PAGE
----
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EPA: Glyphosate Products ‘No Risks to Public Health’

Brian German Agri-Business

The Environmental Protection Agency (EPA) recently announced that glyphosate products are not a public health risk when used properly, affirming the agency’s previous findings in relation to the safety of the material.  EPA stated that glyphosate is not a carcinogen but will be proposing adding restrictions to reduce the amount of unintended drift.

glyphosate products The material is a key ingredient in Bayer’s product Roundup, one of the most widely used herbicides in American agriculture. The company is currently involved in numerous lawsuits related to Roundup users who allege it caused their cancer. In a statement from Bayer, the company says it “firmly believes that the science supports the safety of glyphosate-based herbicides, which are some of the most thoroughly studied products of their kind, and is pleased that the regulators tasked with assessing this extensive body of science continue to reach favorable conclusions.”

The material is a key ingredient in Bayer’s product Roundup, one of the most widely used herbicides in American agriculture.  The company is currently involved in numerous lawsuits related to Roundup users who allege it caused their cancer.  In a statement from Bayer, the company says it “firmly believes that the science supports the safety of glyphosate-based herbicides, which are some of the most thoroughly studied products of their kind, and is pleased that the regulators tasked with assessing this extensive body of science continue to reach favorable conclusions.”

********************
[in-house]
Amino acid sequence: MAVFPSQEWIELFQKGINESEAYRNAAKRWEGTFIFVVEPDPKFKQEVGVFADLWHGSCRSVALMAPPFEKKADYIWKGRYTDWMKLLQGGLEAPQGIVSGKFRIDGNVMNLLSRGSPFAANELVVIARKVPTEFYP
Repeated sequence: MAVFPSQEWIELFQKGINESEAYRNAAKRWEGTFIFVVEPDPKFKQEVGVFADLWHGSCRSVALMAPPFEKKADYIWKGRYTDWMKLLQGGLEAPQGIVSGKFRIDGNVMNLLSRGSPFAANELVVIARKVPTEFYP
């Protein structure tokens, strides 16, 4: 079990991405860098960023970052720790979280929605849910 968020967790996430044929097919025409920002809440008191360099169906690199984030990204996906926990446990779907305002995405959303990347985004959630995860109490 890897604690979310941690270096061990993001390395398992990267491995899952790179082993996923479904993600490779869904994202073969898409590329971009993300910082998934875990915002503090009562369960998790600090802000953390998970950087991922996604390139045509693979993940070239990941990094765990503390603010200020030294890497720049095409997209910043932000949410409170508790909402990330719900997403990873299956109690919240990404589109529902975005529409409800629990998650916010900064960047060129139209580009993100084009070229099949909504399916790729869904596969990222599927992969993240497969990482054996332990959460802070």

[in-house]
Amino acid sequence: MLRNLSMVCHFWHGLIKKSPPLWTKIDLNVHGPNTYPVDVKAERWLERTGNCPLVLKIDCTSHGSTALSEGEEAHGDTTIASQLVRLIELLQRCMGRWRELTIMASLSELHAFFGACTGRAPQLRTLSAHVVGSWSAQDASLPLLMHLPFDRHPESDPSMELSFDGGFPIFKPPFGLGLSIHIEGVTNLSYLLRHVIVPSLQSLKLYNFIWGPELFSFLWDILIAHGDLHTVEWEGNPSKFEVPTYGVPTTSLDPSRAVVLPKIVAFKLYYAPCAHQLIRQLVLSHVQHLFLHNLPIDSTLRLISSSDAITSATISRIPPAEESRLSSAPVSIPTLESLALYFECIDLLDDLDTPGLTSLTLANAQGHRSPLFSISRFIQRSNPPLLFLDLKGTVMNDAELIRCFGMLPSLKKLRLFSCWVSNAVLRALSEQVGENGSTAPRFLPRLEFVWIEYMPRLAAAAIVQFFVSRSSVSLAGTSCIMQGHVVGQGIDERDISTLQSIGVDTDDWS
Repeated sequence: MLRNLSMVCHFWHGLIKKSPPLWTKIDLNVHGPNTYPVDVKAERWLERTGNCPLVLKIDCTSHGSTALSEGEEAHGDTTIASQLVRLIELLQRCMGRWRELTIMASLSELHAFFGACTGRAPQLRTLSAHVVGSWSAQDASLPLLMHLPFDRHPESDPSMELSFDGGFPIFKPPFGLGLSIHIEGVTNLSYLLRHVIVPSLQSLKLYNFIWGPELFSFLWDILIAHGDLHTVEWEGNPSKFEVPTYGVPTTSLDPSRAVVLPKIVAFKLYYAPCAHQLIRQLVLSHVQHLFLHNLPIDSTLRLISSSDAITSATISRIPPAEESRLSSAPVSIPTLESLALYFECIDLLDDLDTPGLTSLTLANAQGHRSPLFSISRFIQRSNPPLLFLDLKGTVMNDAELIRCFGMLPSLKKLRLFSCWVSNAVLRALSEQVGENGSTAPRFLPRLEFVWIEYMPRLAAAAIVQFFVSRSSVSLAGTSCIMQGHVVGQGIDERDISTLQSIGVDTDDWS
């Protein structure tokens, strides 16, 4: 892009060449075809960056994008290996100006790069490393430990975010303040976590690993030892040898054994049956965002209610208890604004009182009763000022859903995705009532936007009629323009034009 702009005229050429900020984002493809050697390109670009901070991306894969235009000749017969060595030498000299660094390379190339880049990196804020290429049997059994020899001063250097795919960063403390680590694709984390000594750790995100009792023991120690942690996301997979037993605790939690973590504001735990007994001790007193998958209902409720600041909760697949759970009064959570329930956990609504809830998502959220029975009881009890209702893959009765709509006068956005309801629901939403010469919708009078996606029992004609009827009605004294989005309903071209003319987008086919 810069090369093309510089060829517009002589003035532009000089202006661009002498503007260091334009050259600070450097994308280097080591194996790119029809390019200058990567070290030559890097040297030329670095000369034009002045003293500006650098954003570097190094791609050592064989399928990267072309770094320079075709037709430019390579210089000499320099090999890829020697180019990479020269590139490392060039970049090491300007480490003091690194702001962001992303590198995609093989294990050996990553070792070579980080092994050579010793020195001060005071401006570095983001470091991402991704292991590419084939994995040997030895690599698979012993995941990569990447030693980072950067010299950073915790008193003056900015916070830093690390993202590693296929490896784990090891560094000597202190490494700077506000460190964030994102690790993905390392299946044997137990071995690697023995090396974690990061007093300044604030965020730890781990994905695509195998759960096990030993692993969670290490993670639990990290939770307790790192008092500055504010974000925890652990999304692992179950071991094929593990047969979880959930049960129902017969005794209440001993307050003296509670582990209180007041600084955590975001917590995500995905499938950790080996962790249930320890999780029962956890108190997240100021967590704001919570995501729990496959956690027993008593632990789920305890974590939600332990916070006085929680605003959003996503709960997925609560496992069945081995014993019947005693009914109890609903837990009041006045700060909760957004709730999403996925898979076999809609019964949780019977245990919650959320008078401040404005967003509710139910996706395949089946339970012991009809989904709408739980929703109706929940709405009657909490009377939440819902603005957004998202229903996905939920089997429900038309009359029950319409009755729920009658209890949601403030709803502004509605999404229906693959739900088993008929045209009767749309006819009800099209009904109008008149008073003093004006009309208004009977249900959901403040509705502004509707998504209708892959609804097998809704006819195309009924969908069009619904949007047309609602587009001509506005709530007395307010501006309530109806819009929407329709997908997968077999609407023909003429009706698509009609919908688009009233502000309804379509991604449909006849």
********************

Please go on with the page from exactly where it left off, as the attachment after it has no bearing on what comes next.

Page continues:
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The scientific findings on human health risk from EPA coincide with the conclusions of other scientific reviews from several other countries, as well as other federal agencies.  “EPA has found no risks to public health from the current registered uses of glyphosate,” EPA Administrator Andrew Wheeler said in a press release. “Today’s proposed action includes new management measures that will help farmers use glyphosate in the most effective and efficient way possible, including pollinator protections.”

The scientific findings on human health risk from EPA coincide with the conclusions of other scientific reviews from several other countries, as well as other federal agencies.  The agency did not previously identify any public health risks in the human health risk assessment of glyphosate products, however, there were ecological risks identified in the ecological assessment.  EPA is proposing management measures that will assist farmers better target pesticide sprays on the intended pest while protecting pollinators and reducing the potential for weeds to become resistant to glyphosate.

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Brian German

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Multimedia Journalist for AgNet West